GHD sit-ups are one of the primary core exercises used to develop core stabilization, strength, and mobility within CrossFit and high-intensity functional training protocols. The GHD or glute-ham developer can be used for several different exercises, namely the GHD sit-up and back-extension. Despite the fact that GHD sit-ups are a classic CrossFit exercise, used across different programming methodologies, critics argue that GHDs don't efficiently recruit your abdominal muscles and could in fact be destructive to your lumbar spine. We’re going to break down the potential benefits of GHD sit up, discuss the facts, and explain how to execute a GHD correctly.
What Are GHD Sit Ups
GHD, which stands for the glute-ham developer is a piece of equipment used to increase core stabilization, strength, and improve hip mobility. GHD sit ups activate your core with static contraction. Static meaning in place, without movement. The GHD sit up also heavily recruits the hip flexors, however, the core is the main stabilizing section in the movement.
GHD Sit Up Muscles Worked
The GHD primarily works the anterior core muscles, the rectus abdominas and your posterior core muscles, such as your erector spinae and transversospinales. The GHD also employs your hip flexors, which account for some of the power generated throughout the movement, and your gluteus maximus, which also exerts significant force.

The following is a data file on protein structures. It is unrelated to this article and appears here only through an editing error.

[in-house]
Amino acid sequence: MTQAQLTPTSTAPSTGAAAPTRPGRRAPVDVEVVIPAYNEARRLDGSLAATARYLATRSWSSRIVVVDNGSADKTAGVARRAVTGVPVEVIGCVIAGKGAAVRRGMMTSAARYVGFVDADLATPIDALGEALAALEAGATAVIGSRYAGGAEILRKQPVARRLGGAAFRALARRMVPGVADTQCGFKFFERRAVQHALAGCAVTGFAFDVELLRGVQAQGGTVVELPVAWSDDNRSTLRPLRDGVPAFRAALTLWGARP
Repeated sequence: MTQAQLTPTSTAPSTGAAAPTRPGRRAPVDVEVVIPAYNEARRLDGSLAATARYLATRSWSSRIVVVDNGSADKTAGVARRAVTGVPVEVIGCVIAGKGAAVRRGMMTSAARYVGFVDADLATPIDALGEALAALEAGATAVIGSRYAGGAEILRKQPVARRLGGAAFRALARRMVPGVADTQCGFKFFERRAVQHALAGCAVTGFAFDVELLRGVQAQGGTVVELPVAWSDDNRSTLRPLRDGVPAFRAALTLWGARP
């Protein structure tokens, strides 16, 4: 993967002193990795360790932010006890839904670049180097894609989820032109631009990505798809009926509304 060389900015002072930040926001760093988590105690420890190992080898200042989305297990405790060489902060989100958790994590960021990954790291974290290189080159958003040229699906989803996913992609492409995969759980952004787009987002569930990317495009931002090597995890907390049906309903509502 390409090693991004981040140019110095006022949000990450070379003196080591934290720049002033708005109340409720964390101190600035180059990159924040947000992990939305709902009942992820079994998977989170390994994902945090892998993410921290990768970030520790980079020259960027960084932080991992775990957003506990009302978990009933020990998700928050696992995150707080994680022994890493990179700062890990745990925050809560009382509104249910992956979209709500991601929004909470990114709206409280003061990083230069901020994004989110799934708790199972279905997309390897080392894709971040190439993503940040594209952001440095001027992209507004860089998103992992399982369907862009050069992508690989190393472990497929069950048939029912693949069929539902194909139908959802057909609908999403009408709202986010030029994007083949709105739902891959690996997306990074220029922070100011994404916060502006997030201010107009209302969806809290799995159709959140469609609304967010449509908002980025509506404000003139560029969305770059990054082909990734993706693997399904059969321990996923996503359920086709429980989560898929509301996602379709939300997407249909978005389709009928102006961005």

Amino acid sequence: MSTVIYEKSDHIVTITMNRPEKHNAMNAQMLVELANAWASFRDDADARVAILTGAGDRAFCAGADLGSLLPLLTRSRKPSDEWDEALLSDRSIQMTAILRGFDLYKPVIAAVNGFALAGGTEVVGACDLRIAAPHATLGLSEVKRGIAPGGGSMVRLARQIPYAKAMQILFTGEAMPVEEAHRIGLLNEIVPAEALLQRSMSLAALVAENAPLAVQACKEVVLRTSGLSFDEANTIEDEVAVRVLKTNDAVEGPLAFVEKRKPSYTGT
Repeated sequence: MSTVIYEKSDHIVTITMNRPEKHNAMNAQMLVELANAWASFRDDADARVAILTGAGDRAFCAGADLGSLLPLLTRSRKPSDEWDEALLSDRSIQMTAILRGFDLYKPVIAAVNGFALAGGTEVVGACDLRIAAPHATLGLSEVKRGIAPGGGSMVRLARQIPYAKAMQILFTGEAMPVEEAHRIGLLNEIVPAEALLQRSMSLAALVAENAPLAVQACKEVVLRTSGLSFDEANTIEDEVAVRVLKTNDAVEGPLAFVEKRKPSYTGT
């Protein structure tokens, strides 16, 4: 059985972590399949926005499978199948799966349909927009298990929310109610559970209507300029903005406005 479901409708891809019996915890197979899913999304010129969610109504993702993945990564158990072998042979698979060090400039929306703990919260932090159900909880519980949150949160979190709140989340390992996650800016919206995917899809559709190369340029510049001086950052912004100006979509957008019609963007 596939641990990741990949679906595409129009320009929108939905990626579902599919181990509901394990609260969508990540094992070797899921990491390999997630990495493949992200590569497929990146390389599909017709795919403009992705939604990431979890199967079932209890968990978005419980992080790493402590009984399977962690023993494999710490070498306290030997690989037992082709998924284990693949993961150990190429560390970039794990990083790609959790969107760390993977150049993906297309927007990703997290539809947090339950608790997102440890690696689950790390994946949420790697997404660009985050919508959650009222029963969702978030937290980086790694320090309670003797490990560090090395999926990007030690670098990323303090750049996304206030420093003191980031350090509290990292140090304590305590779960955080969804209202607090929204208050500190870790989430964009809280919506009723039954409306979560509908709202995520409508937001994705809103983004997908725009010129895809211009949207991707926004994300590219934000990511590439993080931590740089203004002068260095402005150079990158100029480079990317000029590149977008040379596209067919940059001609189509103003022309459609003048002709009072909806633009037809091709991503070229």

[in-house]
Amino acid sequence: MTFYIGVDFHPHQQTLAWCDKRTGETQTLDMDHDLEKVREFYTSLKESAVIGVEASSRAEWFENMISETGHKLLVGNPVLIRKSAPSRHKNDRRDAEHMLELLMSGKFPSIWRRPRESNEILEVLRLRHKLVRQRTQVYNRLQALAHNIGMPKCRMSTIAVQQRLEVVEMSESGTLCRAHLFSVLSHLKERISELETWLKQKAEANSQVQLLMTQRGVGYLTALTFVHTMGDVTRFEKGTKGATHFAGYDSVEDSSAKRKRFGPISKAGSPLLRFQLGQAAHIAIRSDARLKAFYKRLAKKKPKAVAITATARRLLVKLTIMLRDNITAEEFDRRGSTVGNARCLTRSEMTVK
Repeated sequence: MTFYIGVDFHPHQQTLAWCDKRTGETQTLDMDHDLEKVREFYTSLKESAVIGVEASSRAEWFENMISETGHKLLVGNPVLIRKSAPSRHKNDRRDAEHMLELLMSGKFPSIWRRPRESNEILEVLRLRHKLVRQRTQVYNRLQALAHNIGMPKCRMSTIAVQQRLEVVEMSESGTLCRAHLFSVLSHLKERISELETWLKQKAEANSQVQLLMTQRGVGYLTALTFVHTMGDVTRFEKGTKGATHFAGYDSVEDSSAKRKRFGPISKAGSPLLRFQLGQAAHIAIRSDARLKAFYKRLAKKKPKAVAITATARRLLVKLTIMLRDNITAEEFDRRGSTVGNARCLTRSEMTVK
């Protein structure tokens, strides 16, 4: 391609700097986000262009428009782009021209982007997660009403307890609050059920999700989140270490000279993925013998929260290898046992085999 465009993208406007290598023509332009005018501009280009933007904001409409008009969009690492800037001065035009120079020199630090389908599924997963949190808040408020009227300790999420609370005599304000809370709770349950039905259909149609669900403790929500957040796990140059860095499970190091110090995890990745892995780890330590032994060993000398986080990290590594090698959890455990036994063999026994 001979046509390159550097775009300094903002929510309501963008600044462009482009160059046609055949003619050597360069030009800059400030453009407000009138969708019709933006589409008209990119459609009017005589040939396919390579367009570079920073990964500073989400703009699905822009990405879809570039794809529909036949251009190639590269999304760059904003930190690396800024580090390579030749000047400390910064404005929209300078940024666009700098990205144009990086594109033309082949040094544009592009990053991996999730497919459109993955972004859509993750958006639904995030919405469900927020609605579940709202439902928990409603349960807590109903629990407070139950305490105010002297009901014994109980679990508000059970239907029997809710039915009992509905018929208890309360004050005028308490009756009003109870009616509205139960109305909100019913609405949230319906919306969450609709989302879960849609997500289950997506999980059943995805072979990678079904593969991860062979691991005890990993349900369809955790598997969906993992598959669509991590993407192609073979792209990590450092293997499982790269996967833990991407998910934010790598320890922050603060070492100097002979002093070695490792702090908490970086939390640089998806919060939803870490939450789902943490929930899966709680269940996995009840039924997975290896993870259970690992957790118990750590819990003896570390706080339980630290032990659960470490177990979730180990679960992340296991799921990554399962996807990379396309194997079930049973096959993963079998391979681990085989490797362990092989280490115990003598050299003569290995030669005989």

The main quad muscle, the rectus femoris is highly activated during a GHD sit up when performed correctly. The rectus femoris stretches all the way to the pelvis, so it serves as a hip-flexor. This attachment to the pelvis is a point of enormous mechanical advantage and leverage. Other quad muscles stretch from the femur to the kneecap, which do not serve any real benefit in the GHD sit up, but are responsible for straightening the knee. During the GHD sit up you want to contract the rectus femoris more so than the hip flexors and hamstrings, to produce power while your core serves as a central stabilizer for your lumbar spine.
GHD Sit Ups Benefit Your Core
Your core or mid-section is the primary focus and the main stabilizer for any and all Olympic weightlifting movements. GHD sit-ups actively recruit your core, increase strength and further developing core stability. Core strength is crucial in functional training and is crucial to complete several repetitions and sets of challenging Olympic weight lifting movements and compound exercises.
GHD Sit Ups Benefit Your Mobility
GHD sit ups require a great deal of hip mobility. Including GHD sit ups in your programming, will inevitably improve hip mobility over time, which is used across a wide range of exercises movements within high-intensity functional training and CrossFit. Better hip mobility will improve compound movements such as your squat cleans, deadlifts, snatch, clean and jerk, and accessory movements. Therefore, correctly training GHD sit ups will translate to an overall improvement in core stability and hip mobility.
Can GHD Sit-Ups Hurt Your Back